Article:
Knock at a Door

Here is an invitation.

Here is no wall, but a congregation of forces in flux, and tree is a small word for the constellation of alchemies this body holds. Dense with time, here is a geometry to resist the easy abstractions of the surveilling class. It is possible, after all: to notice the grid imposed over perception and leave it; to train eyes on the invisible presence and laugh at the challenge to prove it. Here is a fluid power.

If you would be an observer, detached at some remove, it becomes possible to construct a polished opening shot with a wide angle lens to match the score, but when you are in it, all impressions immediate, the world is the sculpture you are making from the inside out, tunneling naked through each slab of clay, leaving impressions and sensing some emerging form while not knowing what it is.

Here is an invitation: come not to look, but to witness, and bear the weight of sight, the hot breath of a body in proximity. Try to extract from your life its history, but it will not be moved.  Why remain, then? Why continue, and when? A heart insists by its own measure, this echo. Come out.

Between Worlds

With Graham Greene.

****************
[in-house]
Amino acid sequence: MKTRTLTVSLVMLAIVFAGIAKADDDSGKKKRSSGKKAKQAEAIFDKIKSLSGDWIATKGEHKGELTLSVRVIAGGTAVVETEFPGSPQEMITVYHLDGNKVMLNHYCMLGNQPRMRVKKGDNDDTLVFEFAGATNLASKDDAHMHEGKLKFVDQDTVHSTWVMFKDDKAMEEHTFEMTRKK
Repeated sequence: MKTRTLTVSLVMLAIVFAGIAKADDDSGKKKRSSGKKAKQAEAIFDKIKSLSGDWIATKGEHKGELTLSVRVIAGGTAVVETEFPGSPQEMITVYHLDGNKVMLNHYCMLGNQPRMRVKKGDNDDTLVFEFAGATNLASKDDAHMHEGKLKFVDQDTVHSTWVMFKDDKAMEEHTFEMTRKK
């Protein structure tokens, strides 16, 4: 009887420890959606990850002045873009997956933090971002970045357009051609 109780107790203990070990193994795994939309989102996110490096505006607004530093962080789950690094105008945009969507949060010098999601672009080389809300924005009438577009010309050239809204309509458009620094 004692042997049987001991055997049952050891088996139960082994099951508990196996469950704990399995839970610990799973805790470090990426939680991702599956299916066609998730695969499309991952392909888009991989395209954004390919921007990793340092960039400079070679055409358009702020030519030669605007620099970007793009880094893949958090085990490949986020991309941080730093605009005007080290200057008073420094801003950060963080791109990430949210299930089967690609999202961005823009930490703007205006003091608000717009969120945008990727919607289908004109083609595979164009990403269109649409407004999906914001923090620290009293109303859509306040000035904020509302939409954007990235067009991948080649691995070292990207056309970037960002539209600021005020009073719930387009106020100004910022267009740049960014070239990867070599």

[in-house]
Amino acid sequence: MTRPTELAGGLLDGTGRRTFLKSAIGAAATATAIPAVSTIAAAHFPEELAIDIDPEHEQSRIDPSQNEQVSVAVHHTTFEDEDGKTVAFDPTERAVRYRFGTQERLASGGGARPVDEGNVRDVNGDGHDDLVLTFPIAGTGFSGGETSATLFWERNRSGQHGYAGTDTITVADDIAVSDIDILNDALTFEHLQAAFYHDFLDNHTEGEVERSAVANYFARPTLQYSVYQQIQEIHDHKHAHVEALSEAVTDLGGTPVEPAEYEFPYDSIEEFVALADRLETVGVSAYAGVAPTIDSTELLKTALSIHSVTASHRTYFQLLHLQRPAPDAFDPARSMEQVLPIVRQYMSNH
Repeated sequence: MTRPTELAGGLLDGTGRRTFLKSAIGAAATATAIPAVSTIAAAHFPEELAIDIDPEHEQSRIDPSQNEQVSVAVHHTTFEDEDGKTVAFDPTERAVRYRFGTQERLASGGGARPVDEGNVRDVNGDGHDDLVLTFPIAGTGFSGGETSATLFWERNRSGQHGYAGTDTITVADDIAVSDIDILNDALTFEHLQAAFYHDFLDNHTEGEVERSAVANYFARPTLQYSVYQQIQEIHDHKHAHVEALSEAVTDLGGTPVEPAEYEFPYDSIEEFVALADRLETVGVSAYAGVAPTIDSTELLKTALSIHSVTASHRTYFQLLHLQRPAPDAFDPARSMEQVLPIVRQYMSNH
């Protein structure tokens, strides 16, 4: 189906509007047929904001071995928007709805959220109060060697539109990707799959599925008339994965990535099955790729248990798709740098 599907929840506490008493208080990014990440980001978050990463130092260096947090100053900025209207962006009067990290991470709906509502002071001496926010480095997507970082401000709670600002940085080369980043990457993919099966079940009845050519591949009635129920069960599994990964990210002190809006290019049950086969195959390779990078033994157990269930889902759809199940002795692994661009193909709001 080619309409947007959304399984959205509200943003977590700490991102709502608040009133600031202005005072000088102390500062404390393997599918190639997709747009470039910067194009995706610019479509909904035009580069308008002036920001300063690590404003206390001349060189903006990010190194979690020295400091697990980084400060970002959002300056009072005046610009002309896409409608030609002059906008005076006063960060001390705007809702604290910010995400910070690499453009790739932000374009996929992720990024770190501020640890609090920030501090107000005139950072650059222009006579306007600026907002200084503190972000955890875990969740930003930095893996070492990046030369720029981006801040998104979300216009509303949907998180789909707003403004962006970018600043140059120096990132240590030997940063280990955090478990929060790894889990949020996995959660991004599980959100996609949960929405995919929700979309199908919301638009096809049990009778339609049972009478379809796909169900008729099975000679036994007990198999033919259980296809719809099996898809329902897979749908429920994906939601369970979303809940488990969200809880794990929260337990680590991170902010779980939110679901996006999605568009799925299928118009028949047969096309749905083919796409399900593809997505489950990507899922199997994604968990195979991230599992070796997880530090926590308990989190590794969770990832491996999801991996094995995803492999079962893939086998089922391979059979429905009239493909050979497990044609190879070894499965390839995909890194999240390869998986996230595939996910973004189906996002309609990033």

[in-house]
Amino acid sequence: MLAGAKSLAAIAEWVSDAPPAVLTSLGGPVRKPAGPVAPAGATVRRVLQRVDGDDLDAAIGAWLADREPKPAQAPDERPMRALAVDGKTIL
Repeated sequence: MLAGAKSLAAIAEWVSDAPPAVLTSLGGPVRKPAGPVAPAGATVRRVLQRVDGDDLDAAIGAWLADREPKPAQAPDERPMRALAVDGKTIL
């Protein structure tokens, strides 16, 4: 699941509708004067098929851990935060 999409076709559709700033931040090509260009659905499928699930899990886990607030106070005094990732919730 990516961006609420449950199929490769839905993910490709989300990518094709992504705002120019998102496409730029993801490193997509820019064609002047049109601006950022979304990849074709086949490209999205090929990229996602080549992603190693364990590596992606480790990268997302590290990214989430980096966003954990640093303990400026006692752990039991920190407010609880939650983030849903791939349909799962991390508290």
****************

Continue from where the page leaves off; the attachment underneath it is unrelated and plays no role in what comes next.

You wanted only something hard and certain to hold against the flux when the dark sky of your childhood pressed its wet lips against the windowpane. The heart of the matter, you suspected, was conflict: between this world and the next, sanctity and goodness, but the connection between these defied reasoning. Wanting nothing of the graceless chromium world, only sainthood or damnation interested you, with their questions about unknown and unobtainable Heavens on the other side of death. Yours was a world in slant, angled like the posture of  a desperate man with courage to frighten the flock, in clumsy prayer. 


Today is the birthday of English writer Graham Greene (1904-1991), best known for his novels, which often feature characters in states of existential and moral crisis. In honor of this day, I spent time this morning with these two articles: Graham Greene’s Dark Heart (by Joan Acocella, The New Yorker, March 2021) and The Two Worlds of Graham Greene (by Herbert R. Haber in Modern Fiction Studies, Autumn 1957).